The second benefit is that a heavy upfront investment pays off over time. Investing in the technology to build a single, integrated financial services platform should be viewed as a capital expense – one that may seem hefty when it’s made, but will ultimately reduce costs and help the bank become more nimble, flexible and innovative over time. It isn’t just a cost of doing business; it’s an investment in longevity.

It’s also important for banks to remember that they aren’t in this endeavor alone, making the task and investment not as daunting as they might initially believe. Managed services partners can help provide the tools and expertise necessary for banks to think like a BigTech company – without needing to completely shift their infrastructure and operations to actually become one.

Banks have, for the most part, successfully made the leap towards becoming digital-first businesses, offering apps, paperless account services, and some level of digital onboarding for new customers. But in order to truly thrive in a rapidly accelerating – and increasingly competitive – world, they must begin to view themselves as a technology provider, as well. This crucial shift in mindset is what will help them meet the ever-growing demands of the SME client.

 

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Banking

How are Variable Recurring Payments set to revolutionise the future of banking?

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Sean Devaney, Vice President of Banking and Financial Markets at CGI UK

 

The adoption of Variable Recurring Payments (VRP) for Sweeping – ­the automatic transfer of money between a customer’s accounts – is set to take off in 2022. An evolution of Open Banking, VRP has the potential to move the uses of Open Banking beyond the gathering and aggregation of account information and delivery of one-off payments into a much broader set of use cases.

It’s something many of us in the industry have been working toward, but what can businesses and consumers expect from the VRP rollout ahead of its industry launch later this year? How can we encourage consumers and users to buy into it and what will it mean for the future?

 

The real-world benefits of VRPs for consumers

Following years of experience analysing and implementing tech solutions across the banking sector at CGI, to me, it feels evident that the long-term success of banking and financial technology depends on its relationship and acceptance by users and consumers. It can seem obvious, but often a lack of understanding can lead to mistrust which takes years to dispel, can lead to the prolonged use of legacy systems, which in turn puts data and customers at risk.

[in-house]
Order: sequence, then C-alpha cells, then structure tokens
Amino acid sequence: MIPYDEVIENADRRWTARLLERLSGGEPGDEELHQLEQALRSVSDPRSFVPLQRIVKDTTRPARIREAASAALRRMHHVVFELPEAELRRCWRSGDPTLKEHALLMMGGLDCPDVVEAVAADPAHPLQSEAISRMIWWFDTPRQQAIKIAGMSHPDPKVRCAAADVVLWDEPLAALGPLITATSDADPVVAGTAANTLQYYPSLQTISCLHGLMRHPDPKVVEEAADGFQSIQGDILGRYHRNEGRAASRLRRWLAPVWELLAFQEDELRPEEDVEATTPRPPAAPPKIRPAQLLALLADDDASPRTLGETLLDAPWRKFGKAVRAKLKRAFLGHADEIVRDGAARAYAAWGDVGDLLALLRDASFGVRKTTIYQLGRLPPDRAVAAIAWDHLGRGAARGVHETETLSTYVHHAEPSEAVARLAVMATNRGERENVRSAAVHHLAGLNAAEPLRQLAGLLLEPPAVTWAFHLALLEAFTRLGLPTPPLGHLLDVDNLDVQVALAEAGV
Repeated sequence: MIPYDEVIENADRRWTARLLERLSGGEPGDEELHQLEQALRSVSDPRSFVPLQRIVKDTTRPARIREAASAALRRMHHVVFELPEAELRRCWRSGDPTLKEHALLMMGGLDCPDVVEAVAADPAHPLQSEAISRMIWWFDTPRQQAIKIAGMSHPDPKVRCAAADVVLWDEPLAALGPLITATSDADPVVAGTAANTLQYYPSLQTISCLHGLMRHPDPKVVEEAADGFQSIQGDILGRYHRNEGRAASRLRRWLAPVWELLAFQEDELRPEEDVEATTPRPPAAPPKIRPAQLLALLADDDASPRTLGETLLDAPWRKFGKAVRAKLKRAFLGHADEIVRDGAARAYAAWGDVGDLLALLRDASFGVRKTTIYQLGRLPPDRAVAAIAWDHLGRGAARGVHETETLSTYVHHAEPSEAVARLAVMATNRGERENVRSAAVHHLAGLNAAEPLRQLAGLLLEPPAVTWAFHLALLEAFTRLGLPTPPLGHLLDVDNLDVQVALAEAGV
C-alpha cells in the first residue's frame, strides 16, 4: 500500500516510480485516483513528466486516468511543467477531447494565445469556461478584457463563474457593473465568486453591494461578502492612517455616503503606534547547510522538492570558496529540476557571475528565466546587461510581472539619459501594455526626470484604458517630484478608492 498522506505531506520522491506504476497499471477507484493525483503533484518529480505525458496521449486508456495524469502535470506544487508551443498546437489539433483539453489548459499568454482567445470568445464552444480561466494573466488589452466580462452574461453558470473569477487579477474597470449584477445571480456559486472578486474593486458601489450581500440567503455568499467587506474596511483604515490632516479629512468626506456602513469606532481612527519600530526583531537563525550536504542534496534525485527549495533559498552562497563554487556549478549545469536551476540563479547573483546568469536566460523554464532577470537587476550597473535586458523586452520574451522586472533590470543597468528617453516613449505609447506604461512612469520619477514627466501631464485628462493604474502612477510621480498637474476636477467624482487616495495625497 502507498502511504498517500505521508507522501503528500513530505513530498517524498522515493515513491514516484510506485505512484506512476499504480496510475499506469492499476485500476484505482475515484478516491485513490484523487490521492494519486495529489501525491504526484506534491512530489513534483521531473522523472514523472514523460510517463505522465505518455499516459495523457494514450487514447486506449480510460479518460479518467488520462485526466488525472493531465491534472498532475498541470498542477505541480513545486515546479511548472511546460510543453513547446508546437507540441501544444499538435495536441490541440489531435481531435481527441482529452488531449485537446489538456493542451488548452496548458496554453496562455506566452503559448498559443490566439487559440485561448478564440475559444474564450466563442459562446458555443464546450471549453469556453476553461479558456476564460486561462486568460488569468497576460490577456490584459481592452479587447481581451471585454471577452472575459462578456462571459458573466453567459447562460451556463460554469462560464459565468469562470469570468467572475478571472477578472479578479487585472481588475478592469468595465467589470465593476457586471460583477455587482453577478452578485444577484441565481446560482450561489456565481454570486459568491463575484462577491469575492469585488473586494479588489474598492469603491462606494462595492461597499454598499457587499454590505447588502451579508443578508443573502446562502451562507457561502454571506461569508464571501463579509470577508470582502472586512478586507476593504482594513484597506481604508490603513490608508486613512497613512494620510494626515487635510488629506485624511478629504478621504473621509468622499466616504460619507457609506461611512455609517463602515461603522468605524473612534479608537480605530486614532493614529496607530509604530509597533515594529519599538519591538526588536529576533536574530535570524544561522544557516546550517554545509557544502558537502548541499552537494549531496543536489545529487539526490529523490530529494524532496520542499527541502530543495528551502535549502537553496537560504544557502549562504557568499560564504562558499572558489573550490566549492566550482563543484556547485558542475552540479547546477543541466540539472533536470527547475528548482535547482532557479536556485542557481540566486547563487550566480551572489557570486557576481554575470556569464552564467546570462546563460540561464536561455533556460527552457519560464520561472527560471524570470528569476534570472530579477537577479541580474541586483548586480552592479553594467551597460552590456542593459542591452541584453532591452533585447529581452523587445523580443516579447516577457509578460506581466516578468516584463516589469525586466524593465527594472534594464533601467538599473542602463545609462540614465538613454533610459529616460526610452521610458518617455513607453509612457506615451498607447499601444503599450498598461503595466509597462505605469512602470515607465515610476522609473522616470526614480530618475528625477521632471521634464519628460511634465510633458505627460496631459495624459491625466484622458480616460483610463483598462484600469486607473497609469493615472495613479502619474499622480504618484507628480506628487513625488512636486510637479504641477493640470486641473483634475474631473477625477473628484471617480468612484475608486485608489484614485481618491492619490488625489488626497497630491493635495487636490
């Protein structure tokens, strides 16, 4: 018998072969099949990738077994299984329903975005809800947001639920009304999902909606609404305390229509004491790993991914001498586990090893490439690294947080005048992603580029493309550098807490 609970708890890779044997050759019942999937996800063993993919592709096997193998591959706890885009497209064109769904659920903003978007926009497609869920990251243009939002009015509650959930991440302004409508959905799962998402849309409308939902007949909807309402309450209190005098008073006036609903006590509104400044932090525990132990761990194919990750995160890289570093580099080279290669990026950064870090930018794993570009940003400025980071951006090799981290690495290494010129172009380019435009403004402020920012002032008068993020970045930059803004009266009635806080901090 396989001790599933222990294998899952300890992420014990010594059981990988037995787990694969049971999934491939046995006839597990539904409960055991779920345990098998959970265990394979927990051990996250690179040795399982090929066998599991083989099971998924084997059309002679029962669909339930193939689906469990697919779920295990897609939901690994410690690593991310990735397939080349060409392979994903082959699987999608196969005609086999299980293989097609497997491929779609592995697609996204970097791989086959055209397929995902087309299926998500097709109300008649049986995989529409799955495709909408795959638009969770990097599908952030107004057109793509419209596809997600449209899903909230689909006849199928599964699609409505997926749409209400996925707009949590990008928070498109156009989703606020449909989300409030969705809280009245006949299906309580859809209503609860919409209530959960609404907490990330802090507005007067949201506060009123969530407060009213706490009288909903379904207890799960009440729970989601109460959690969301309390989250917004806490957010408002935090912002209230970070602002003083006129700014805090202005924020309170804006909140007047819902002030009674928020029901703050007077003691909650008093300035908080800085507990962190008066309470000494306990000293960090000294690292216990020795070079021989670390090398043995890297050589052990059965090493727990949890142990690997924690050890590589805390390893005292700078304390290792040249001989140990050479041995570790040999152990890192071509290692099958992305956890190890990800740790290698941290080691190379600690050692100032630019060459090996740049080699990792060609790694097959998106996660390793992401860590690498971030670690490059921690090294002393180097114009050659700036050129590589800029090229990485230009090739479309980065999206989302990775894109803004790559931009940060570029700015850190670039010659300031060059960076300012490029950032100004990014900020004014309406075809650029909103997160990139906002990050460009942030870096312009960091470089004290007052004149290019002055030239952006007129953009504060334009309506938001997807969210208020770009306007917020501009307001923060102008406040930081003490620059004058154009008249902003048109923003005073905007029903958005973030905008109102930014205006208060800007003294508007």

VRP has been purposefully developed with the consumers’ experience front of mind like no other industry technology has, by allowing an account holder to set up a repeating payment authority with a degree of control and flexibility that has not been seen before. It puts the power back into the hands of the consumer and opens an inclusive world of banking for those potentially excluded.

 

What sets it apart from direct debit?

One of the biggest questions we are asked about VRP is, how does it differ from alternative payment methods like direct debit? Well, several features of VRP set it apart. For example, while the destination of the payment remains fixed with VRP, there are clear parameters around the amount that can be paid out, either as an individual payment or during a given period. At CGI we believe that this will put consumers at the heart of the financial ecosystem, as VRPs are dedicated to creating a seamless and, importantly, frictionless experience for customers and businesses across the UK. This set-up will provide customers with more options to manage customer payments for a range of services like subscriptions and utility bills.

 

But is it as secure?

This is a critical question, and one that should be taken with care when answering, but it is in fact more secure than many alternatives.

VRP will offer users additional security benefits through automated payment processing by allowing the user to set limits on the amounts of any payment taken as well as on the duration of any instruction. As with all new technologies introduced across this industry, security is of the utmost importance. VRP is focused on protecting consumers as well as helping them to lead healthier financial lives. For example, if a person has insufficient funds in one account, VRP can transfer money over from another account without needing permission for each repeated payment. This could potentially save a person time and money by preventing them from unwillingly entering an unarranged overdraft and dealing with the associated costs.

 

How does it impact businesses exactly?